News in Brief – February 2022
- Greek Economy – Greece’s economy is expected to grow at a 4.9% rate this year, according to the latest forecasts by the European Commission, and following an upwardly revised 8.5% rebound in 2021. The latest Commission forecasts also see growth of 3.5% in 2023. A separate estimate by Greece’s IOBE think-tank sees growth of between 4.5% and 5% this year, after a 9-9.5% jump in 2021, while Germany’s Scope Ratings forecasts GDP growth of 4.4% in 2022 and 2.5% in 2023.
- Foreign Investment – Net inflows of foreign direct investment to Greece rose to approximately €5.0 billion in 2021, up more than 70% from a year earlier, according to provisional Bank of Greece balance of payments data. Net FDI inflows last year were also 13% higher than a previous record of €4.5 billion set in 2019. Final FDI data are expected to be released in the Bank of Greece’s upcoming annual report.
- Debt Repayment – Greece will repay the final €1.8 billion in loans owed to the International Monetary Fund by the end of March, two years ahead of schedule, said Finance Minister Christos Staikouras. In an interview with Reuters, he said that Greece will also return to a primary budget surplus by next year.
- Property Taxes – Greek Prime Minister Kyriakos Mitsotakis announced a 13% average cut in the unified tax on real estate assets, or ENFIA, effective this year. The tax cut follows a 20% reduction in property taxes in 2020, and fulfills a pledge by the current government to reduce taxes on real estate assets by 30% during its term.
- EIB Financing – The European Investment Bank and its affiliate, the European Investment Fund, supported Greece with a record €4.85 billion in financing last year. The funds helped finance projects ranging from the digitization of the public sector, to urban renewal and the transition to clean energy. Separately, the EIB announced this month €125 million in financial support for projects by the Ministry of Digital Governance, including the creation of 3,000 Wi-Fi hotspots around Greece. The Bank also agreed to €580 million in new financing for the construction of the Athens Metro Line 4.
- EastMed Power Project −The European Commission has approved €657 million in financing for the construction of a 2,000-megawatt undersea electricity cable that will link the power grids of Israel, Cyprus and Greece. The project is part of broader efforts by Europe to exploit the hydrocarbon resources of the Eastern Mediterranean and to end the energy isolation of the islands of Cyprus and Crete.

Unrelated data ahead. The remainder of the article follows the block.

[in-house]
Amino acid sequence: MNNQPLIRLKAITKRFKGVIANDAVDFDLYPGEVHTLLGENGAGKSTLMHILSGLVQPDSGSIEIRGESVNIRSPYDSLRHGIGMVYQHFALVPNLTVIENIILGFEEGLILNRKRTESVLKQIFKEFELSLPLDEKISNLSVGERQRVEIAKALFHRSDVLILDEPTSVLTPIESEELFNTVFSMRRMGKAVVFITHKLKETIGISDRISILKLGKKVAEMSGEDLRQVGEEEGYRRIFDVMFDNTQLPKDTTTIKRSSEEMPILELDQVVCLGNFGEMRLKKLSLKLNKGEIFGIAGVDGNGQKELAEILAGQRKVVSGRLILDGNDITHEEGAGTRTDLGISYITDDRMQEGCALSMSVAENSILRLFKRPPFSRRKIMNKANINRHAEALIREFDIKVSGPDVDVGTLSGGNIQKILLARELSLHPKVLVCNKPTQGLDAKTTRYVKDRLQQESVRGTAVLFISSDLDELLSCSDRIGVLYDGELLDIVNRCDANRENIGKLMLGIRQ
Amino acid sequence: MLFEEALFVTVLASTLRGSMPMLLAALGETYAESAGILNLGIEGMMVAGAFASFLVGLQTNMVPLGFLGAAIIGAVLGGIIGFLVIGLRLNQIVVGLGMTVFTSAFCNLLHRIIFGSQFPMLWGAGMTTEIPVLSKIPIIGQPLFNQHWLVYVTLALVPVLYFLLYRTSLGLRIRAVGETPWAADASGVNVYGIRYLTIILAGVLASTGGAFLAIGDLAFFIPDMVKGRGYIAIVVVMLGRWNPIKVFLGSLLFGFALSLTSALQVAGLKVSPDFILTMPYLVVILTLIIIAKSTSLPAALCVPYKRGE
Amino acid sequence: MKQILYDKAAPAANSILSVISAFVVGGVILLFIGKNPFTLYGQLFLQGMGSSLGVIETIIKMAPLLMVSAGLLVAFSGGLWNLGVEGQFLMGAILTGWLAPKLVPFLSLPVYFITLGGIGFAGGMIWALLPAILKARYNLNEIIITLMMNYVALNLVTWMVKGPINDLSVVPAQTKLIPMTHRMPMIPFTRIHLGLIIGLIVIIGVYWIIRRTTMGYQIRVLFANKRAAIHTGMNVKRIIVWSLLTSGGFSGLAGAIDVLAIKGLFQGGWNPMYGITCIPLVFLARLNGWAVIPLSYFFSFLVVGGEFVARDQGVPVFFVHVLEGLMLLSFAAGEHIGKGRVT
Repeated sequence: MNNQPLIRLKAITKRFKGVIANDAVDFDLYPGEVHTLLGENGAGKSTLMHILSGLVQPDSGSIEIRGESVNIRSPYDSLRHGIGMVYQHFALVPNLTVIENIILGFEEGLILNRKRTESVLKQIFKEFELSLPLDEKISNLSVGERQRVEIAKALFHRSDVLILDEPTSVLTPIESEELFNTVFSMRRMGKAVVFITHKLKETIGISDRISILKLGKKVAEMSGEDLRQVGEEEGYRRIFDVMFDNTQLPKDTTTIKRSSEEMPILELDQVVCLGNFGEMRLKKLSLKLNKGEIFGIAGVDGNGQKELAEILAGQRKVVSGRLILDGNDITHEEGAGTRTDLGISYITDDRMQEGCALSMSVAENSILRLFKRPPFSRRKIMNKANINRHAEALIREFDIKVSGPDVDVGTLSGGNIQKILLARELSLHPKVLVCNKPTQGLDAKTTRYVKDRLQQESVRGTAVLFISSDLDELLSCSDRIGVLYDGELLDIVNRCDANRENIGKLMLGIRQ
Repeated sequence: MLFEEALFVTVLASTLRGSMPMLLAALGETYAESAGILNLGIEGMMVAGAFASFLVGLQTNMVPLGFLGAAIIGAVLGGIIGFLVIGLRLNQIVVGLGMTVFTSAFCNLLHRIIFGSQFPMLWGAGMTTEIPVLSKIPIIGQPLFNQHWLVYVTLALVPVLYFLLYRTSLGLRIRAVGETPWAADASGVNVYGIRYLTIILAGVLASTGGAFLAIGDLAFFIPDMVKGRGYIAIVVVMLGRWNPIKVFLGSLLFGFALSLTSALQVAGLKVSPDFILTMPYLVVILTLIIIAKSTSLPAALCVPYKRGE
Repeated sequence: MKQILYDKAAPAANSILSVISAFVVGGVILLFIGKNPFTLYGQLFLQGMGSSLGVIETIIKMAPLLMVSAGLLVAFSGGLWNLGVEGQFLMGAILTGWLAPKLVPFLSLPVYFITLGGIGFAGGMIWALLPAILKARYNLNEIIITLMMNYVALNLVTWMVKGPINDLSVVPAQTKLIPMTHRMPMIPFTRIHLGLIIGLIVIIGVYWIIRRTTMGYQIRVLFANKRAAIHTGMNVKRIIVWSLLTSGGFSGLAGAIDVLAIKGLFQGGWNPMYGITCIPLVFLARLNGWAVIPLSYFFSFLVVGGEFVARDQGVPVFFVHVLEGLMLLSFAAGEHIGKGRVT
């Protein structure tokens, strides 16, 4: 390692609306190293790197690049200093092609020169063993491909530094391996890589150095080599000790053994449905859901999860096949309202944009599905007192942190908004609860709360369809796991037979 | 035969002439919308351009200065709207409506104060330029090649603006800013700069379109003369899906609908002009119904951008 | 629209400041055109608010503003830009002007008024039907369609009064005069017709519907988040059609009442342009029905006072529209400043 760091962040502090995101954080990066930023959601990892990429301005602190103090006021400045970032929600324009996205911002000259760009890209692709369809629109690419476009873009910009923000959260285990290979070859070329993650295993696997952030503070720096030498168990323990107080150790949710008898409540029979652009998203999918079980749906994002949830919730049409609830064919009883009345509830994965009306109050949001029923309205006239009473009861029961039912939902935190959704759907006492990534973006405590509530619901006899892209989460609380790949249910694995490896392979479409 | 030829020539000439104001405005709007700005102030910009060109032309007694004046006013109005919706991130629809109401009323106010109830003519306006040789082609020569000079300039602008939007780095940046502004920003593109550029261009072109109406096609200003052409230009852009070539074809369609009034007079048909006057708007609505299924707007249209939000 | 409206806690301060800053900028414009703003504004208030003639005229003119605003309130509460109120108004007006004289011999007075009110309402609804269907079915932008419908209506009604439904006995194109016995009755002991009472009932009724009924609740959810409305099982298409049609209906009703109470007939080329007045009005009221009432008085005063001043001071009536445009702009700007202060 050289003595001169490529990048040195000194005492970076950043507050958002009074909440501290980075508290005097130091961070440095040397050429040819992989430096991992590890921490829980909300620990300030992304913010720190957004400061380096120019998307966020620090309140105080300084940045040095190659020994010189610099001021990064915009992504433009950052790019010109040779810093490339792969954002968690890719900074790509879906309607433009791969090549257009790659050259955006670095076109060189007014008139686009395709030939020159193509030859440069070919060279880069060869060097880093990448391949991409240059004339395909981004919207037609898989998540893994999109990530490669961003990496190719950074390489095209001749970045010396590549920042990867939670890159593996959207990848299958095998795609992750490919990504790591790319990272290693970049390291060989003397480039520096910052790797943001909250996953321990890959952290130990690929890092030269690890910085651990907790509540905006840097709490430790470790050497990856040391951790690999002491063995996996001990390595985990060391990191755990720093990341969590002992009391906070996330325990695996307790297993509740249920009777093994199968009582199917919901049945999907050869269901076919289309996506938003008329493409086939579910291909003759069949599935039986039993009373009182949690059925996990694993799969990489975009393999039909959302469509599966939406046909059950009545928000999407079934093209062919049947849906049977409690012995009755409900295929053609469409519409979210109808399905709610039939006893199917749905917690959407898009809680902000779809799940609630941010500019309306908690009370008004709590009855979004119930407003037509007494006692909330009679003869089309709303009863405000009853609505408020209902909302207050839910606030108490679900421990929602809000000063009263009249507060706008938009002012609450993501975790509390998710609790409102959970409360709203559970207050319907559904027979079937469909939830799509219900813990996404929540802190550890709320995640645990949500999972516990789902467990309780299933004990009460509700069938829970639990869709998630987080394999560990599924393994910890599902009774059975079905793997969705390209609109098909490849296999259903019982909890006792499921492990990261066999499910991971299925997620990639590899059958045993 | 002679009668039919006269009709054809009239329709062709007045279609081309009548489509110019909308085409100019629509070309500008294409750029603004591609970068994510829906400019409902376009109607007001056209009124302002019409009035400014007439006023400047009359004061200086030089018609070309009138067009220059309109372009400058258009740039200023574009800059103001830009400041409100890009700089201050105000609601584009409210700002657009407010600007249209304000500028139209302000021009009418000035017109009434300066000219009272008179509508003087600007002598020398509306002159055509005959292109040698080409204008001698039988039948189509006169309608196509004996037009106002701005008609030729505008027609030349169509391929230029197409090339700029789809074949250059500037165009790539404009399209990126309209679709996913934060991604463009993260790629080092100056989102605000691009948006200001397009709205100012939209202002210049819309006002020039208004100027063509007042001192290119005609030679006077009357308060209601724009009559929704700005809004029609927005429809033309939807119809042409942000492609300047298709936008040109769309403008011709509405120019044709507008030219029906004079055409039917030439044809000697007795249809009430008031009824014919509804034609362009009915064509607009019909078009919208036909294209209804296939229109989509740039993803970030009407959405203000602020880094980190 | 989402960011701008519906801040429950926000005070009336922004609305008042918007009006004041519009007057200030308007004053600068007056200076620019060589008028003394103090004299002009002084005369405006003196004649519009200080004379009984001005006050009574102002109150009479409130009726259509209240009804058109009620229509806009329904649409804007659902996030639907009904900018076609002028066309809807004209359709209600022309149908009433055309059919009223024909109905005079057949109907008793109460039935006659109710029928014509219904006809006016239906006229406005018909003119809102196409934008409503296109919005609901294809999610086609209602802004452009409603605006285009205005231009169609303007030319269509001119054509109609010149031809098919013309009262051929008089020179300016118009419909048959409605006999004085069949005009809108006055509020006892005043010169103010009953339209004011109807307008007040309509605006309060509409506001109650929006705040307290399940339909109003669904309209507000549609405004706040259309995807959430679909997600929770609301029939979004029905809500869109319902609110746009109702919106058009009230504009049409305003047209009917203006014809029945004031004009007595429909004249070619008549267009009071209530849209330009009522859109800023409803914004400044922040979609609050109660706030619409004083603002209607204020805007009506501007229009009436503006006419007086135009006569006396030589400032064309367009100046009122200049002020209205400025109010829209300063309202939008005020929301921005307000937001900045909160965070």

- Natural Gas Project – Shareholders of Gastrade SA gave the greenlight for a planned €360 million project to develop a liquefied natural gas terminal and pipeline near the northern port of Alexandroupolis. With the approval of the Final Investment Decision, the project now moves to the construction phase and is expected to be operational by the end of 2023. The facility is seen as key in developing Greece as an energy hub for Southeast Europe.
- Insurance Deal – Germany’s Allianz, one of the world’s largest insurance companies, has acquired Greek insurer European Reliance for €207 million, the latest deal heralding changes in the Greek insurance market. Allianz will combine European Reliance with its existing Greek unit to create the country’s fifth-largest insurer. Last year, private equity fund CVC Capital Partners acquired the insurance unit of National Bank of Greece, the country’s largest insurer.
- World Expo − The Greek Pavilion at the World Expo 2020 Dubai has welcomed close to 1 million visitors since the launch of the World Expo late last year. The Pavilion, organized by Enterprise Greece, showcases the country’s progress in eight key sectors ranging from sustainability to shipping under the motto: Greece Tomorrow. Today.